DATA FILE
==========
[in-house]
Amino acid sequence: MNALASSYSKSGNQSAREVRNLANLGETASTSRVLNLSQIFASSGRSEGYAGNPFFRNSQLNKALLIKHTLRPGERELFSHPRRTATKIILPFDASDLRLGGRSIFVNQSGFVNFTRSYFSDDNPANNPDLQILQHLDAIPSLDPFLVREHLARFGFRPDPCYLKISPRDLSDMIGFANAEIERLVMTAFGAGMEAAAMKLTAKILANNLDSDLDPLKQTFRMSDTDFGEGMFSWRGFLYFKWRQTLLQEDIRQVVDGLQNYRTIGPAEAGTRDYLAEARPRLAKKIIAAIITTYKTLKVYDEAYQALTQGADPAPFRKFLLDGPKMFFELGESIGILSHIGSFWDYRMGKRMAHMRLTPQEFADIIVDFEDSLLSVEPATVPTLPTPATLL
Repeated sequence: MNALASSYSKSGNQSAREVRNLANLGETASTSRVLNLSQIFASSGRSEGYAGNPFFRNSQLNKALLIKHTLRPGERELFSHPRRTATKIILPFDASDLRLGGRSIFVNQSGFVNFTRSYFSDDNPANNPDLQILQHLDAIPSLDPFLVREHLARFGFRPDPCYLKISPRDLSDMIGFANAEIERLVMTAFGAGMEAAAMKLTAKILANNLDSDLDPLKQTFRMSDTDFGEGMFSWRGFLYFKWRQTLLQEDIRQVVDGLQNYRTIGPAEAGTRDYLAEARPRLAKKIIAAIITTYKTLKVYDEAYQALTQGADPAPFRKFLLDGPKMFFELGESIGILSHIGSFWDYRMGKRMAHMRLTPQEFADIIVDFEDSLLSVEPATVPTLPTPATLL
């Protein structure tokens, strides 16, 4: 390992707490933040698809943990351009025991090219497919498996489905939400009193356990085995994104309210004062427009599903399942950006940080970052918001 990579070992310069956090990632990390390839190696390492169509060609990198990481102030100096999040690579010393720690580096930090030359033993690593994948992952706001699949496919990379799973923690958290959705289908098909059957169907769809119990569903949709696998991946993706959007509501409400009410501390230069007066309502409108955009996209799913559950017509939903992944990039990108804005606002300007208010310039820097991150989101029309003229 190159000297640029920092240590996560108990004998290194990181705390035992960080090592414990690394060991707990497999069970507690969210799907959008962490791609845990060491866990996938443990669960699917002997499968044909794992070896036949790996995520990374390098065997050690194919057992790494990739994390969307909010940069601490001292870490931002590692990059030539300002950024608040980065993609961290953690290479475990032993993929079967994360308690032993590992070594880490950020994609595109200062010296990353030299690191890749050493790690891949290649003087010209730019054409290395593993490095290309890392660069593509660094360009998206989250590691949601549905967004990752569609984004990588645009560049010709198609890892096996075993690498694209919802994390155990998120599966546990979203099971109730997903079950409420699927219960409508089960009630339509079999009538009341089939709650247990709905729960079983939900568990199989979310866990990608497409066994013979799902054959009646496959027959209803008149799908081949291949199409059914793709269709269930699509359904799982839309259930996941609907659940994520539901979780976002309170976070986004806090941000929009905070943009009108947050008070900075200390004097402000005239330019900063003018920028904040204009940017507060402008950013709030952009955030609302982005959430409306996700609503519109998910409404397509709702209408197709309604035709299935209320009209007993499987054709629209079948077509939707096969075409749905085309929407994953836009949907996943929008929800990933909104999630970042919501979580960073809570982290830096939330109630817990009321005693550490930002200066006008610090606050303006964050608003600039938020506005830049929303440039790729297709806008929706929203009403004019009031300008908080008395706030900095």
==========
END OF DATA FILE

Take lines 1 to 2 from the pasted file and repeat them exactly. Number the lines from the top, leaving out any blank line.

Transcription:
[in-house]
Amino acid sequence: MNALASSYSKSGNQSAREVRNLANLGETASTSRVLNLSQIFASSGRSEGYAGNPFFRNSQLNKALLIKHTLRPGERELFSHPRRTATKIILPFDASDLRLGGRSIFVNQSGFVNFTRSYFSDDNPANNPDLQILQHLDAIPSLDPFLVREHLARFGFRPDPCYLKISPRDLSDMIGFANAEIERLVMTAFGAGMEAAAMKLTAKILANNLDSDLDPLKQTFRMSDTDFGEGMFSWRGFLYFKWRQTLLQEDIRQVVDGLQNYRTIGPAEAGTRDYLAEARPRLAKKIIAAIITTYKTLKVYDEAYQALTQGADPAPFRKFLLDGPKMFFELGESIGILSHIGSFWDYRMGKRMAHMRLTPQEFADIIVDFEDSLLSVEPATVPTLPTPATLL